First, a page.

- Lizard in a Zoot Suit by Marco Finnegan
- Samurai Cat in the Real World by Mark E. Rogers
- Jack Vance’s The Face (Demon Princes, Book 4)
- Jack Vance’s The Book of Dreams (Demon Princes, Book 5)
- Mouse Guard: Legends of the Guard, Vol. 1, by Various Artists
- Mouse Guard: Legends of the Guard, Vol. 2, by Various Artists
- Craft in the Real World: Rethinking Fiction Writing and Workshopping by Matthew Salesses and The Anti-Racist Workshop: How to Decolonize the Creative Classroom by Felicia Rose Chavez
- Mouse Guard: Legends of the Guard, Vol. 3, by Various Artists
- Wanderhome, by Jay Dragon
- Elements of Fiction, by Walter Mosley
- Hidden Folk, by Eleanor Arnason
- The Wages of Whiteness (Revised Edition) by David R. Roediger
- The Katurran Odyssey by David Michael Wieger, illustrated by Terryl Whitlatch
- Dragons (Time Life Enchanted World)
- May We Borrow Your Husband? and Other Comedies of the Sexual Life by Graham Greene
- Winter Studies and Summer Rambles in Canada by Anna Brownell Jameson
- The Cursed Chateau by James Maliszewski, illustrated by Jez Gordon
- Stolen Focus: Why You Can’t Pay Attention—And How to Think Deeply Again by Johann Hari
- Dinotopia: A Land Apart From Time by James Gurney
- Mouse Guard: Baldwin the Brave And Other Tales by David Petersen… and a song!
- Mouse Guard: The Owlhen Caregiver and Other Tales by David Petersen
- Thieves’ World edited by Robert Lynn Asprin
- My Friend Dahmer by Derf Backderf
- Fish F*ckers by Kelvin Green
- Saga Volume 1 by Brian K Vaughan and Fiona Staples
- Scourge of the Scornlords: Meatlandia Book III by Ahimsa Kerp and Wind Lothamer
- Love is the Law by Nick Mamatas
- Harvest for Hope: A Guide to Mindful Eating by Jane Goodall
- The Graveyard Book Graphic Novel by Neil Gaiman and P. Craig Russell
- Sirenswail by Dave Mitchell
- Roman Britain by David Shotter
- Saga, Volume 2 by Brian Vaughan and Fiona Staples
- Menace Under Marswood by Sterling Lanier
- The Best We Could Do: An Illustrated Memoir by Thi Bui
- Muse Sick: a music manifesto in fifty-nine notes by Ian Brennan
- Backwoods Witchcraft: Conjure& Folk Magic From Appalachia by Jake Richards
- Dictionary of the Khazars: A Lexicon Novel by Milorad Pavić, translated by Christina Pribićević-Zorić
- Modern Jazz Voicings: Arranging for Small and Medium Ensembles by Ted Pease and Ken Pullig
- Mammoths of the Great Plains by Eleanor Arnason
- The Home Brewer’s Guide to Vintage Beer by Ron Pattison
- The Planetbreaker’s Son by Nick Mamatas
- The Collected Works of Billy the Kid: Left Handed Poems by Michael Ondaatje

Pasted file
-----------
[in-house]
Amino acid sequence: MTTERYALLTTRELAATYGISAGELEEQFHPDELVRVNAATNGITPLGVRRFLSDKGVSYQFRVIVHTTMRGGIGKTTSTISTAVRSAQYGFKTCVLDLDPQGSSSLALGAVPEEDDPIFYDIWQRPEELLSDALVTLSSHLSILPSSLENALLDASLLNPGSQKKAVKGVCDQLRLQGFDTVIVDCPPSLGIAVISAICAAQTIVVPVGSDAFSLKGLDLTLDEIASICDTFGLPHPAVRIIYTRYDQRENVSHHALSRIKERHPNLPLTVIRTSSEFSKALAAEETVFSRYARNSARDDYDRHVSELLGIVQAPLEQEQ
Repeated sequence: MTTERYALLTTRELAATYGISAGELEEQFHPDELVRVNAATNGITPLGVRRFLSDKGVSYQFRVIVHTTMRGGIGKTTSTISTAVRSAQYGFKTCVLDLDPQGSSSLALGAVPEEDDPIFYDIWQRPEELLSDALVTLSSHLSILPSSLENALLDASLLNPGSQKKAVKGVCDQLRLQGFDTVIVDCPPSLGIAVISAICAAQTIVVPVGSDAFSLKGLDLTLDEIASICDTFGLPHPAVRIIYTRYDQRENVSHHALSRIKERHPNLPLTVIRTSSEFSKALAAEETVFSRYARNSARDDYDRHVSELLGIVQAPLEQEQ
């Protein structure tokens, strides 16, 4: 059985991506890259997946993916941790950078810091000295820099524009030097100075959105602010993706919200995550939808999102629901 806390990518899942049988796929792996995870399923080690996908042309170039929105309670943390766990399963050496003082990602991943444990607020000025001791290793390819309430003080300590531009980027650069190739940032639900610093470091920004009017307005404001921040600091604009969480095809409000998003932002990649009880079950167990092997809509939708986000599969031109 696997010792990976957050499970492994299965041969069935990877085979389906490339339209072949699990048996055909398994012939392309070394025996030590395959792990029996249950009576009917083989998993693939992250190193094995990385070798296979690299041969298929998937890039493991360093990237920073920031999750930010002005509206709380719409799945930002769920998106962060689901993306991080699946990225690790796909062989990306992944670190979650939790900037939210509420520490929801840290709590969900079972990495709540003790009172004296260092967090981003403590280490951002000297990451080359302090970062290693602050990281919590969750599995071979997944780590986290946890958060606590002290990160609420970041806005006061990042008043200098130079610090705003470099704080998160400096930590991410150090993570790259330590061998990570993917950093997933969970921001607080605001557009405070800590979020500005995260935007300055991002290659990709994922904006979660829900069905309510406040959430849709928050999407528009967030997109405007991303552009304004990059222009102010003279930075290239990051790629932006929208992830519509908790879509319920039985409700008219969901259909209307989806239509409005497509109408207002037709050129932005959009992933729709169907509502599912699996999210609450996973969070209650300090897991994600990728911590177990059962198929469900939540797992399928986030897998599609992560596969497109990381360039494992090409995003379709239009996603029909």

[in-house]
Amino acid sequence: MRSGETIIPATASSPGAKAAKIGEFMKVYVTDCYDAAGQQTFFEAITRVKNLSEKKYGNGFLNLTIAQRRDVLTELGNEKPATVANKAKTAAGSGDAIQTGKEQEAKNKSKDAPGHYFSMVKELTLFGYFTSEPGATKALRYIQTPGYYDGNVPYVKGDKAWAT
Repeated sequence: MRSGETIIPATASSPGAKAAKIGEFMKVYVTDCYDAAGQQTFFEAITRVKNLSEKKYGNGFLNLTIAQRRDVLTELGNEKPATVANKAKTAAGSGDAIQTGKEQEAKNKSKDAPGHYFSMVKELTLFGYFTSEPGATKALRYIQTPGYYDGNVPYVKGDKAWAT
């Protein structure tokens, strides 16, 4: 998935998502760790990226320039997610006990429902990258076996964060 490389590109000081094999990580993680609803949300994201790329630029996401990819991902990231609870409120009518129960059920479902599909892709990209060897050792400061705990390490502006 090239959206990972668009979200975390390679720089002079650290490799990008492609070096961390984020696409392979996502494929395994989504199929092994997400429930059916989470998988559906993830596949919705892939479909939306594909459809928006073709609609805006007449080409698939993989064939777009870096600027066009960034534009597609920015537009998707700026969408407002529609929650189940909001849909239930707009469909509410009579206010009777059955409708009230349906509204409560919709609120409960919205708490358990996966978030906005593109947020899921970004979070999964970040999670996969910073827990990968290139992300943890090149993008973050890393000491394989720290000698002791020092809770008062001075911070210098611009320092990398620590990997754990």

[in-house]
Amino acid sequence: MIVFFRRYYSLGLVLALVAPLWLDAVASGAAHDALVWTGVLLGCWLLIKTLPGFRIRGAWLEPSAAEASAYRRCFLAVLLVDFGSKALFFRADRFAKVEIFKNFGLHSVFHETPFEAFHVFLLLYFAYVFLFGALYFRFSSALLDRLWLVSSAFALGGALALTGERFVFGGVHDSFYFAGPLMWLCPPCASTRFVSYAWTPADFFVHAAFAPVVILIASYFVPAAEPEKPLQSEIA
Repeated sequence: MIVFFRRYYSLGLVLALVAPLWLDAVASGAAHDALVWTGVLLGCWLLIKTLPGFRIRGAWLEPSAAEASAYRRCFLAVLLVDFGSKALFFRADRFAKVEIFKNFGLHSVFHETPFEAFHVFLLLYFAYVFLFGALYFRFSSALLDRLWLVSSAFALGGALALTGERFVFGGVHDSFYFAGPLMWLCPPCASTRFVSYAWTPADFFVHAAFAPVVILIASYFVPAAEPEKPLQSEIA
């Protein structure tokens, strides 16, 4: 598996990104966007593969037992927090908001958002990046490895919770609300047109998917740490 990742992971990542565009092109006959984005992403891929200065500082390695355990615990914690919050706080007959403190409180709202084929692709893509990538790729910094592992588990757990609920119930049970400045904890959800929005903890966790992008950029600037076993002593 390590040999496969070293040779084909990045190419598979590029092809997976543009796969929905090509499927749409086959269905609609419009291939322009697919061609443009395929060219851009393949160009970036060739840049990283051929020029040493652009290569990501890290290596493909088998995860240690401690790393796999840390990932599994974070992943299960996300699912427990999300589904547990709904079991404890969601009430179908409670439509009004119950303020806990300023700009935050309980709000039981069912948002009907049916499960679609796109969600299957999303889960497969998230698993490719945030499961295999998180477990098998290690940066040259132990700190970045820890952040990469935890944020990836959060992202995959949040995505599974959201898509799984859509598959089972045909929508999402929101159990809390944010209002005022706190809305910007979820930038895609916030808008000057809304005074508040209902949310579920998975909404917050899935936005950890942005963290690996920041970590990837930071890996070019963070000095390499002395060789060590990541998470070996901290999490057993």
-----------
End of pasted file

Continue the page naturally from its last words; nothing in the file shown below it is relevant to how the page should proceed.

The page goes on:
- Good Talk: A Memoir in Conversations by Mira Jacob
- The Sword of Samurai Cat by Mark E. Rogers
- Calvin & Hobbes by Bill Watterson
- Vermilion by Molly Tanzer
- The Punch Line by Zzarchov Kowolski
- Embassytown by China Miéville
- Adult Children of Emotionally Immature Parents by Lindsay C. Gibson
- Gyo (Deluxe Edition) by Junji Ito
- Saga, Vols. 2–3, by Brian K. Vaughan and Fiona Staples
- Cursed Bunny by Bora Chung, translated by Anton Hur
- Smashed and Tomie by Junji Ito
- Uzumaki by Junji Ito
- The Paper Menagerie and Other Stories by Ken Liu
- Dissolving Classroom by Junji Ito
Long ago, a friend in Montreal with whom I’ve lost touch gave me a copy of Michael Ondaatje’s Running in the Family, a favorite author. I read it and enjoyed it, though it didn’t turn me into a fan. Still, I kept it since it was a gift from a friend. I no longer have the book—it was donated to a symphony booksale fundraiser in my hometown, when my mother moved house recently—but I have a different copy here, collected in a sort of not-quite omnibus of Ondaatje’s earlier work. The omnibus, from 1997, contains The Collected Works of Billy the Kid, Running in the Family, In the Skin of a Lion, and The Cinnamon Peeler: Selected Poems. For whatever reason, which means it’s not everything by Ondaatje up to that time, but it is a lot of his earlier work.
The cover of the omnibus isn’t the one above: it’s the boring one to the right.
I have so many books here, and have struggled to read much for the last few years, so I’ve been looking at books of verse as a way to get back into the swing of things. They’re easier to pick up and put down and then come back to, and yet they’re also really demanding in the moment. I dunno, I figured it might help.
Anyway, the Ondaatje book had sat on my shelf for a very long time—more than a decade—and I’d forgotten about it, until I saw this tweet:
Started reading Michael Ondaatje's The Collected Works of Billy The Kid tonight after having it in my to read pile for a few months and holy shit
— Chris B 🐻 🏳️🌈 (@pangalactic) August 17, 2022